When I was a kid I loved to buy football cards and World Cup stickers. The cards you bought with a stick of bubblegum in them and I think they cost 5 pence.
The stickers couldn’t have been much more but unlike the cards, which came out every season, they were once every four years.
They were also much more exotic, with players not from Dundee or Aberdeen or Glasgow, but Argentina, Brazil and West Germany.
These old sticker albums were on my mind when I wrote this piece for the Monitor about Brazil’s sticker craze.
I’ve always thought that Brazil was a country where adults are given an unusual freedom to be children, or to remain children longer. It may be a natural part of the playful nature of Brazilians, or maybe it’s the overprotective family that keeps them younger for longer.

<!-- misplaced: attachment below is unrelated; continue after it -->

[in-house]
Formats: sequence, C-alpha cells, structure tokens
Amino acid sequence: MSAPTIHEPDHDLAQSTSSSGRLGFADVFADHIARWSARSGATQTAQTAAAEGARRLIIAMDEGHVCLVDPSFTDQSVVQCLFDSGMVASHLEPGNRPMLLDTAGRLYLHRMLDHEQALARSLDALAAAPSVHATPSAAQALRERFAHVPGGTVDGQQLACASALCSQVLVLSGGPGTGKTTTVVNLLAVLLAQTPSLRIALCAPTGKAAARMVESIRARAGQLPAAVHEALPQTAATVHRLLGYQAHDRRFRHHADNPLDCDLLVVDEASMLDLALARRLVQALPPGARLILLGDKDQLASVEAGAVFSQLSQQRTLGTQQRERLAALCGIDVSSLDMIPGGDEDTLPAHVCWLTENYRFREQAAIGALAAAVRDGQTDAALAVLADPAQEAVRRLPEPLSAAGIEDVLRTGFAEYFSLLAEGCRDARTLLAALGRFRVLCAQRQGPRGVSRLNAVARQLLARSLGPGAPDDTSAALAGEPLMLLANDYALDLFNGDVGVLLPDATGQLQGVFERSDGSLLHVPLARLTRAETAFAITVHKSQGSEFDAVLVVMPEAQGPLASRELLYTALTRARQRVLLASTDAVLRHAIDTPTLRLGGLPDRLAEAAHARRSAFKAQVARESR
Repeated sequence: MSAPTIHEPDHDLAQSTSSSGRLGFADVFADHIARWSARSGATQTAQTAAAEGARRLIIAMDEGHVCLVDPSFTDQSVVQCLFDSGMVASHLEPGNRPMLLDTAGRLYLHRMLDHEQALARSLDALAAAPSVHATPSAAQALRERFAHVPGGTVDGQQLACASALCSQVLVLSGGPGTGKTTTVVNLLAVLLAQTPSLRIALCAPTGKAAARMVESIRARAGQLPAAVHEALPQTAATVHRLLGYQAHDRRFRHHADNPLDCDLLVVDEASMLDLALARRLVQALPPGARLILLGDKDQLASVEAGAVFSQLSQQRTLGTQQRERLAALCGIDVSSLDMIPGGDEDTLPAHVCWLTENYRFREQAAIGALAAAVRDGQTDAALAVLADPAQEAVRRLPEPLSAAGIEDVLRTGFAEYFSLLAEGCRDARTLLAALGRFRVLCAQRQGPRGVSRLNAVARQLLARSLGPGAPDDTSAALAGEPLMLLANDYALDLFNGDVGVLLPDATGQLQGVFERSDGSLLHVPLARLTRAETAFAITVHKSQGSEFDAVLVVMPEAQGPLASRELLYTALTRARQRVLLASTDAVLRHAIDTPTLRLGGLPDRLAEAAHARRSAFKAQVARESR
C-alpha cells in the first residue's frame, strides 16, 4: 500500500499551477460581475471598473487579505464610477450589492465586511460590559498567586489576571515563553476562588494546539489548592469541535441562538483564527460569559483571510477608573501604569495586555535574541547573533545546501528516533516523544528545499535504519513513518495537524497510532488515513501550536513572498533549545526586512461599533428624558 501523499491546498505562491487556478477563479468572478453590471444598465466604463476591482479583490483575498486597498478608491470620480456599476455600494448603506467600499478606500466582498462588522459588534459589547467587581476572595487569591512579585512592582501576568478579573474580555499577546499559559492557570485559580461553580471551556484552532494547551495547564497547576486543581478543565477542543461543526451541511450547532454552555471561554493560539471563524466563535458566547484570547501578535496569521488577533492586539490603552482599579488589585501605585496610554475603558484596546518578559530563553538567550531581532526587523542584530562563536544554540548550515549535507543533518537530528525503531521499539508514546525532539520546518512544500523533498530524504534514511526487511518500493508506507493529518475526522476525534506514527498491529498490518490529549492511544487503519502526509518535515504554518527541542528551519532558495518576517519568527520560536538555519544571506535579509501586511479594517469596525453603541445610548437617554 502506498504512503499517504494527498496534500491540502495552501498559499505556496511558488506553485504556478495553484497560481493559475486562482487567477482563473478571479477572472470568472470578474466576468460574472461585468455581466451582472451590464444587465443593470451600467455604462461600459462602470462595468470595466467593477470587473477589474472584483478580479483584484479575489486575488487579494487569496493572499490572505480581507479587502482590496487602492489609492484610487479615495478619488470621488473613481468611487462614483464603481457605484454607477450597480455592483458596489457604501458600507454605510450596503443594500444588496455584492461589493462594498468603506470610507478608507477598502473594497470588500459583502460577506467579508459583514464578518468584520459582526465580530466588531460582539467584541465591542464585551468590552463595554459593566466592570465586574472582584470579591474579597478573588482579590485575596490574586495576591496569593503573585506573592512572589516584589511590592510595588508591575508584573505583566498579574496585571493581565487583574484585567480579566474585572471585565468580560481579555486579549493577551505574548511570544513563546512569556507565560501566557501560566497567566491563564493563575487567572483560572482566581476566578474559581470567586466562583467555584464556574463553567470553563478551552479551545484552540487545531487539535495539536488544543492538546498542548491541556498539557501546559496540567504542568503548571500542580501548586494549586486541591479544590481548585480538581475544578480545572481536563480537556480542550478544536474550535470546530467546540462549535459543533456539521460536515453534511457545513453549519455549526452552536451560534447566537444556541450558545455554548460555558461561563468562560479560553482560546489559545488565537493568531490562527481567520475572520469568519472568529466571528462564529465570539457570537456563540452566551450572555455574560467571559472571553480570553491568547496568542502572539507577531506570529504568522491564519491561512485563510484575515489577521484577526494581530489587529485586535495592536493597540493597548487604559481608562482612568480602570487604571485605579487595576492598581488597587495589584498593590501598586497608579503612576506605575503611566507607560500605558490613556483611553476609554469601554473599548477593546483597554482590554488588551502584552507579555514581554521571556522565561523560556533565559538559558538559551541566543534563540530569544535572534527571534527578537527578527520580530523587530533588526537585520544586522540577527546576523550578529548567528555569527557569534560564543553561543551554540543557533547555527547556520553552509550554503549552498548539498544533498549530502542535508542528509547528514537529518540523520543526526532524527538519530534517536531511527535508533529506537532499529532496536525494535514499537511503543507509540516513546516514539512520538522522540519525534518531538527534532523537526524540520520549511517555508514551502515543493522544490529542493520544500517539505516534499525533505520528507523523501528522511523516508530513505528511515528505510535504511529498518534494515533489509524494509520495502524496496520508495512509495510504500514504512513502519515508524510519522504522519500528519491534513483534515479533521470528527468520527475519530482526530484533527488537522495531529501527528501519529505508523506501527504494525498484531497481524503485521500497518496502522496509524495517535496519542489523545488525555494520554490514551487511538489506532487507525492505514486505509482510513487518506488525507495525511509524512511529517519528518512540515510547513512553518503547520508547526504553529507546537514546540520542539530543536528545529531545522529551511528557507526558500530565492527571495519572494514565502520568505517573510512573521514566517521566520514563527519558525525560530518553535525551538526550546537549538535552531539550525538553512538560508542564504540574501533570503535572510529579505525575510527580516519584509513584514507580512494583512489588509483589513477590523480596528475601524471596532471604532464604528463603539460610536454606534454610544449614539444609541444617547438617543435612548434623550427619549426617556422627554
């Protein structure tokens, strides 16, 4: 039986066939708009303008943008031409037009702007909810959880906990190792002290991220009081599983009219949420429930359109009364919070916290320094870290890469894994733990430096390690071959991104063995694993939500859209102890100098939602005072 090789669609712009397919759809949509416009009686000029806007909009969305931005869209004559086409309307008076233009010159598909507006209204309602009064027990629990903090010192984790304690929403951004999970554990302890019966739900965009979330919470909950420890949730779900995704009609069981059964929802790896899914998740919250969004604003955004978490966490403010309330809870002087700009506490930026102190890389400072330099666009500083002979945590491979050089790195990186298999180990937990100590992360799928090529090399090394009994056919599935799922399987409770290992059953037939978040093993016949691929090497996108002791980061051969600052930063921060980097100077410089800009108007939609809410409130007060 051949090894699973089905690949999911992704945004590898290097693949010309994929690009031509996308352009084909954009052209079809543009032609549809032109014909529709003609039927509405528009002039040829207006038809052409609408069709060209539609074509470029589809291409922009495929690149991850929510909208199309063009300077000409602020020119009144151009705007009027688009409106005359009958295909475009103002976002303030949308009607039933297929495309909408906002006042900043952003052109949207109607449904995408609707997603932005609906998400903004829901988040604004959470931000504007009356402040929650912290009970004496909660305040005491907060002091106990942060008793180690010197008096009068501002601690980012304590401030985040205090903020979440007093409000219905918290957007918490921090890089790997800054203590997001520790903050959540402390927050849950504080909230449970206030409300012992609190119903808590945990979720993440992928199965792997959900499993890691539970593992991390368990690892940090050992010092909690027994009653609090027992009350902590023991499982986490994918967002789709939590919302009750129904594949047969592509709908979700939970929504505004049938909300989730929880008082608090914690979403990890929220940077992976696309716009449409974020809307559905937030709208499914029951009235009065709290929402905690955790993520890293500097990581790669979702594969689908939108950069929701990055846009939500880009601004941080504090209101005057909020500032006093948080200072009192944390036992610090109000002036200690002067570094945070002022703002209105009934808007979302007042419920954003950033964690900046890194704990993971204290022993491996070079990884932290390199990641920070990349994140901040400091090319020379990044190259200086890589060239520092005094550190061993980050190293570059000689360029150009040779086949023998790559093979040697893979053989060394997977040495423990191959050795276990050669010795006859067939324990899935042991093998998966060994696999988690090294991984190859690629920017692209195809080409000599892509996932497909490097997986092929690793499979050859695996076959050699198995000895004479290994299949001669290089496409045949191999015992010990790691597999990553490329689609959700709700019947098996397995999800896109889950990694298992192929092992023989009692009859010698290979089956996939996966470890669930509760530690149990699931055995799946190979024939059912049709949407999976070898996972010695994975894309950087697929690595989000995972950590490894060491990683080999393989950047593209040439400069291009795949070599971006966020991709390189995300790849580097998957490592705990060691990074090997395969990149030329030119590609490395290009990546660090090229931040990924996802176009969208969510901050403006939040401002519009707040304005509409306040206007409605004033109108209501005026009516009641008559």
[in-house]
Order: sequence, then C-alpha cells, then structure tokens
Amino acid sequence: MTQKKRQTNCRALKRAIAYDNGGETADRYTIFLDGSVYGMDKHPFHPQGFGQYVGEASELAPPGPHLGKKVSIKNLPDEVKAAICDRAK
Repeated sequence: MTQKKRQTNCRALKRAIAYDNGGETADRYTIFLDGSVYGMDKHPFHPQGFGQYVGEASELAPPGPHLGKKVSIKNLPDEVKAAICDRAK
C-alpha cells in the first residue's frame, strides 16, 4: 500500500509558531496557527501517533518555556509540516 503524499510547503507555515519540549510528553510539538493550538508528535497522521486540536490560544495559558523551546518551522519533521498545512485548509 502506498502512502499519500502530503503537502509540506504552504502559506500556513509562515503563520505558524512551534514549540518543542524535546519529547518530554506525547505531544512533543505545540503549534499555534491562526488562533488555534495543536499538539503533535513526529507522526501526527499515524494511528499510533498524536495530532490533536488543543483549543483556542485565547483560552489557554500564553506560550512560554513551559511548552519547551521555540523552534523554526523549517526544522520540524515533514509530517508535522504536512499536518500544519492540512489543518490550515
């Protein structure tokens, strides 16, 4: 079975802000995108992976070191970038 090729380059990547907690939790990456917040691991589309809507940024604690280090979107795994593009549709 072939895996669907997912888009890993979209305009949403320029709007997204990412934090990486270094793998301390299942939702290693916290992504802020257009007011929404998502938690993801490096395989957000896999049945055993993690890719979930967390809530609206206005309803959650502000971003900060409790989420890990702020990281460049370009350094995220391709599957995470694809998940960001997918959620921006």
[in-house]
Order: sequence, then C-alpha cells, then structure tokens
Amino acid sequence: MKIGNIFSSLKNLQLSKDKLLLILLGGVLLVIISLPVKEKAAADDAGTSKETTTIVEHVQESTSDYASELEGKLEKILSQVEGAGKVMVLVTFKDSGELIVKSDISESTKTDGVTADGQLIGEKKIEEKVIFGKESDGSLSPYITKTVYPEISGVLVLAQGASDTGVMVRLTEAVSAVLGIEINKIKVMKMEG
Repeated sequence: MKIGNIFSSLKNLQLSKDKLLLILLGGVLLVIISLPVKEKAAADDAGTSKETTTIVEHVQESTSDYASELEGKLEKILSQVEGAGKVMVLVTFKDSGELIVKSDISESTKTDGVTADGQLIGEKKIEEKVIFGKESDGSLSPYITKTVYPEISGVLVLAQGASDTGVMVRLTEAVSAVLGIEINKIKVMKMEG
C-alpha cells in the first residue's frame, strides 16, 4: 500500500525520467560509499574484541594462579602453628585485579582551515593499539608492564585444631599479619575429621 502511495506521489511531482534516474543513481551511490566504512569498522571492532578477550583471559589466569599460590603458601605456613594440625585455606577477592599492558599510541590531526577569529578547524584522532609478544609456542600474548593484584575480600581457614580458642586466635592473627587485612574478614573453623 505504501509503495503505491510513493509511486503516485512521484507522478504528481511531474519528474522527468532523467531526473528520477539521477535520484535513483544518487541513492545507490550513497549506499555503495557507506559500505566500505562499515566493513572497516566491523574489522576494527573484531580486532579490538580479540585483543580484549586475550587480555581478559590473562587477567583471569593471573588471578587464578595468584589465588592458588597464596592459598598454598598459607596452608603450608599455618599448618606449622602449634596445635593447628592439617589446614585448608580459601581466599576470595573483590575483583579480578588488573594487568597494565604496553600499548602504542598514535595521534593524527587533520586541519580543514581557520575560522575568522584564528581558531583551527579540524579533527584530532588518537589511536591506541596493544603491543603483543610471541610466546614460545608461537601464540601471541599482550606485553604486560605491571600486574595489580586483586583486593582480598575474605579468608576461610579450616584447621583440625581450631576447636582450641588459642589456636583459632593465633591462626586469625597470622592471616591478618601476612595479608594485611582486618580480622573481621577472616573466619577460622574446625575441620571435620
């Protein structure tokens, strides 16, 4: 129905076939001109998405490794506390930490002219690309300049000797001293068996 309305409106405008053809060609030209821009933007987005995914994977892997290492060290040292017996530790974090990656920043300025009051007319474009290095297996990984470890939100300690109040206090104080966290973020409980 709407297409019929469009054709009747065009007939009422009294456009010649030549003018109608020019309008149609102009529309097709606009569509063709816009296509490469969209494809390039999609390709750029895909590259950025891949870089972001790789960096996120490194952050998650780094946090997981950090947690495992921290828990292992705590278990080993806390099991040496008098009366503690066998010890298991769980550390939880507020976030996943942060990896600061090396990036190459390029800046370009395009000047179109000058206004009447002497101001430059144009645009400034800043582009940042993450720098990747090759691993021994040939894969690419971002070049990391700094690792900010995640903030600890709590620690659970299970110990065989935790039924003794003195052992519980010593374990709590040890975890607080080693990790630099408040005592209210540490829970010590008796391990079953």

But it is still surprising to me that so many adults collect the stickers and go to such lengths to complete the album. As I mention in the piece, adults were organizing get togethers to swap duplicates at shopping malls and football stadiums all over the country.
It’s all a bit odd to me, seeing adults getting so excited about a childish pastime like collecting football stickers.
But then again, I am writing this while taking a break from watching football matches. My entire month will be interrupted by games. So people might say that’s odd….